Vienna Convention on Succession of States in respect of Treaties

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Vienna Convention on Succession of States in respect of Treaties
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  Parties
  Signatories
  Non-parties
Signed August 22, 1978
Location Vienna
Effective November 6, 1996
Condition 15 ratifications
Parties 22: Bosnia, Croatia, Cyprus, Czech Republic, Dominica, Ecuador, Egypt, Estonia, Ethiopia, Iraq, Liberia, Moldova, Montenegro, Morocco, Saint Vincent and the Grenadines, Serbia, Seychelles, Slovakia, Slovenia, Macedonia, Tunisia, and Ukraine[1]
Depositary Secretary-General of the United Nations
Languages Arabic, Chinese, English, French, Russian and Spanish
Wikisource
States succession in respect of treaties (1978)

The Vienna Convention on Succession of States in respect of Treaties is an international treaty opened for signature in 1978 to set rules on succession of states. It was adopted partly in response to the "profound transformation of the international community brought about by the decolonization process". It entered into force on 6 November 1996, which was triggered by the succession of the Republic of Macedonia to the treaty giving it the requisite 15 parties.[1]

The treaty has proven to be controversial largely because it distinguishes between "newly independent states" (a euphemism for former colonies) and "cases of separation of parts of a state" (a euphemism for all other new states).

Article 16 states that newly independent states receive a "clean slate", such that the new state does not inherit the treaty obligations of the colonial power, whereas article 34(1) states that all other new states remain bound by the treaty obligations of the state from which they separated. Moreover, article 17 states that newly independent states may join multilateral treaties to which their former colonizers were a party without the consent of the other parties in most circumstances, whereas article 9 states that all other new states may only join multilateral treaties to which their predecessor states were a part with the consent of the other parties.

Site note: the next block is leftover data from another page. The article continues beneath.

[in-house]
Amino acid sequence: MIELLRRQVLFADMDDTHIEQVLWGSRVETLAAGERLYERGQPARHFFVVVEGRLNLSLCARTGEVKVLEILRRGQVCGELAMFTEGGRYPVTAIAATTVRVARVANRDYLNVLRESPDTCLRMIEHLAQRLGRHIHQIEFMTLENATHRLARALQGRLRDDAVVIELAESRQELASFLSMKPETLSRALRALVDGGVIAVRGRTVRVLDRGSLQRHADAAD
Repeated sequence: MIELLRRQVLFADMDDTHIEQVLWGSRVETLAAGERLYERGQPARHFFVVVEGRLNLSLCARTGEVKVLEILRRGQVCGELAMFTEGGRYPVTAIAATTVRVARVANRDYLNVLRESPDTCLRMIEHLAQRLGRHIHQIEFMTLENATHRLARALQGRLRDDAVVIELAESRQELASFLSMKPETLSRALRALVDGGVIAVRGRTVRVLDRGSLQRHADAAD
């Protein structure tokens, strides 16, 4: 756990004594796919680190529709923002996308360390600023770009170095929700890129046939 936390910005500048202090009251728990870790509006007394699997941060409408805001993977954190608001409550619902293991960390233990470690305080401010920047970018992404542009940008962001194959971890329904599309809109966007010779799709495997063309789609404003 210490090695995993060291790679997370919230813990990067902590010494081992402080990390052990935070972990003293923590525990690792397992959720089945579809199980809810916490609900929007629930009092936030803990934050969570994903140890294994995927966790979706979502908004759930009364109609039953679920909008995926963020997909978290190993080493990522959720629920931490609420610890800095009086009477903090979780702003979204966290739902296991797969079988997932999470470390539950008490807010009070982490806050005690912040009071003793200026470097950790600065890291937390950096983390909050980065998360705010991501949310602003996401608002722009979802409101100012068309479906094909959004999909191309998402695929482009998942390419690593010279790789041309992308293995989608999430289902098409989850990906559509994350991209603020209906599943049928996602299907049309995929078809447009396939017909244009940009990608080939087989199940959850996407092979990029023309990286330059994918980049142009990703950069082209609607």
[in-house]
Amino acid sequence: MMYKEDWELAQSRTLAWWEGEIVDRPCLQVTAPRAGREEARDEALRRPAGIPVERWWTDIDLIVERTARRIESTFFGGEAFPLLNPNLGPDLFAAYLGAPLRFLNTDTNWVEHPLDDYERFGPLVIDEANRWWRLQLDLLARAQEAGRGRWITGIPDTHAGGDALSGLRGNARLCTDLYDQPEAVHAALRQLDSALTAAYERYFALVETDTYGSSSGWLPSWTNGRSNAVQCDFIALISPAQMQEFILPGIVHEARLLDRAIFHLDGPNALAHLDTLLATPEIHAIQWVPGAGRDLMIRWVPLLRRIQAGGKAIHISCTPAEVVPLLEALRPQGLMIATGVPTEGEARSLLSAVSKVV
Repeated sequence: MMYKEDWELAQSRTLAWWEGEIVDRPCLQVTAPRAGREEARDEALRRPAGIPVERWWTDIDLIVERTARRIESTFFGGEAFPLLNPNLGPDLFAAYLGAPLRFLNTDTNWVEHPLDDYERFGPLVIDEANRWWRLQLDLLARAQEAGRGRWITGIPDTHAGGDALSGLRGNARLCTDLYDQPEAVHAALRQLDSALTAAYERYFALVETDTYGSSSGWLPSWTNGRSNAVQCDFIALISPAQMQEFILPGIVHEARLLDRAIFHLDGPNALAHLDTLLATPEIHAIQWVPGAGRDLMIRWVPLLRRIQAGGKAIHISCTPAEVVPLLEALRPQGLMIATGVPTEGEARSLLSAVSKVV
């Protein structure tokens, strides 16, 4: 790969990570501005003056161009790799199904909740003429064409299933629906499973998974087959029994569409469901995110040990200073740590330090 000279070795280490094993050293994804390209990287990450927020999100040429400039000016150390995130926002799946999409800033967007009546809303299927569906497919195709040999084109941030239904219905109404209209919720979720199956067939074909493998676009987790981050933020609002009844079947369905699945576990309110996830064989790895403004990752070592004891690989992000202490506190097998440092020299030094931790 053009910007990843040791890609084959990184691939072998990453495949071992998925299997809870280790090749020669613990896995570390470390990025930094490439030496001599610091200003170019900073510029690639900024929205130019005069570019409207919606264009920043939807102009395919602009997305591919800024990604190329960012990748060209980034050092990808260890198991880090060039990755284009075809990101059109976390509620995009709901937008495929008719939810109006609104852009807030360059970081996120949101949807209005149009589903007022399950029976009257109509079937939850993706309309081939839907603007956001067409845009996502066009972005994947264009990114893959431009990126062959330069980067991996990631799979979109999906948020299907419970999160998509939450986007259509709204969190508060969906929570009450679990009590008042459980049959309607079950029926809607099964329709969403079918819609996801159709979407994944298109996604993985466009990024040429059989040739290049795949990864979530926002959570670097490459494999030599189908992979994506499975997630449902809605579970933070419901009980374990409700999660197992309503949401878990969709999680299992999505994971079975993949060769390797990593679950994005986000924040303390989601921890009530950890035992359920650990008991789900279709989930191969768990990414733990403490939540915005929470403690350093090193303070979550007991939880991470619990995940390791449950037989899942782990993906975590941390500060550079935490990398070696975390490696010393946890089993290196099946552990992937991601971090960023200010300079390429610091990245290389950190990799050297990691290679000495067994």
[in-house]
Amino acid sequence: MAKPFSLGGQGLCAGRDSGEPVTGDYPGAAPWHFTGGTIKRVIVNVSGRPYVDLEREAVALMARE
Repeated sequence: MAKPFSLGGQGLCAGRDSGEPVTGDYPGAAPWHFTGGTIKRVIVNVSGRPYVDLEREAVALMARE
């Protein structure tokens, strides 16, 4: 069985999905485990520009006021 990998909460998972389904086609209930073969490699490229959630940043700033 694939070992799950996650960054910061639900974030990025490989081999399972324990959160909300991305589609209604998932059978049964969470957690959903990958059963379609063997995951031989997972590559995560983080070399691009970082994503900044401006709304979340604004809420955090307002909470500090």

Parties to the convention[edit]

As of February 2015, there are 22 state parties which have ratified the convention. A further 15 states signed the convention but have not ratified it.[1]

List of parties[edit]

State[1] Signed Deposited Method
 Bosnia and Herzegovina Jul 22, 1993 Succession from  Socialist Federal Republic of Yugoslavia
 Croatia Oct 22, 1992 Succession from  Socialist Federal Republic of Yugoslavia
 Cyprus Mar 12, 2004 Accession
 Czech Republic Feb 22, 1993 Jul 26, 1999 Ratification
Succession to the signature of  Czechoslovakia
 Dominica Jun 24, 1988 Accession
 Ecuador Jul 25, 2006 Accession
 Egypt Jul 17, 1986 Accession
 Estonia Oct 21, 1991 Accession
 Ethiopia Aug 23, 1978 May 28, 1980 Ratification
 Iraq May 23, 1979 Dec 5, 1979 Ratification
 Liberia Sep 16, 2005 Accession
 Macedonia Oct 7, 1996 Succession from  Socialist Federal Republic of Yugoslavia
 Moldova Feb 9, 2009 Accession
 Montenegro Oct 23, 2006 Succession from  Serbia and Montenegro
 Morocco Mar 31, 1983 Accession
 Saint Vincent and the Grenadines Apr 27, 1999 Accession
 Serbia Mar 12, 2001 Succession as  Federal Republic of Yugoslavia from  Socialist Federal Republic of Yugoslavia
 Seychelles Feb 22, 1980 Accession
 Slovakia May 28, 1993 Apr 24, 1995 Ratification
Succession to the signature of  Czechoslovakia
 Slovenia Jul 6, 1992 Succession from  Socialist Federal Republic of Yugoslavia
 Tunisia Sep 16, 1981 Accession
 Ukraine Oct 26, 1992 Accession

List of signatory states[edit]

State[1] Signed
 Angola Aug 23, 1978
 Brazil Aug 23, 1978
 Chile Aug 23, 1978
 Côte d'Ivoire Aug 23, 1978
 DR Congo Aug 23, 1978
 Holy See Aug 23, 1978
 Madagascar Aug 23, 1978
 Niger Aug 23, 1978
 Pakistan Jan 10, 1979
 Paraguay Aug 31, 1979
 Peru Aug 30, 1978
 Poland Aug 16, 1979
 Senegal Aug 23, 1978
 Sudan Aug 23, 1978
 Uruguay Aug 23, 1978

See also[edit]

References[edit]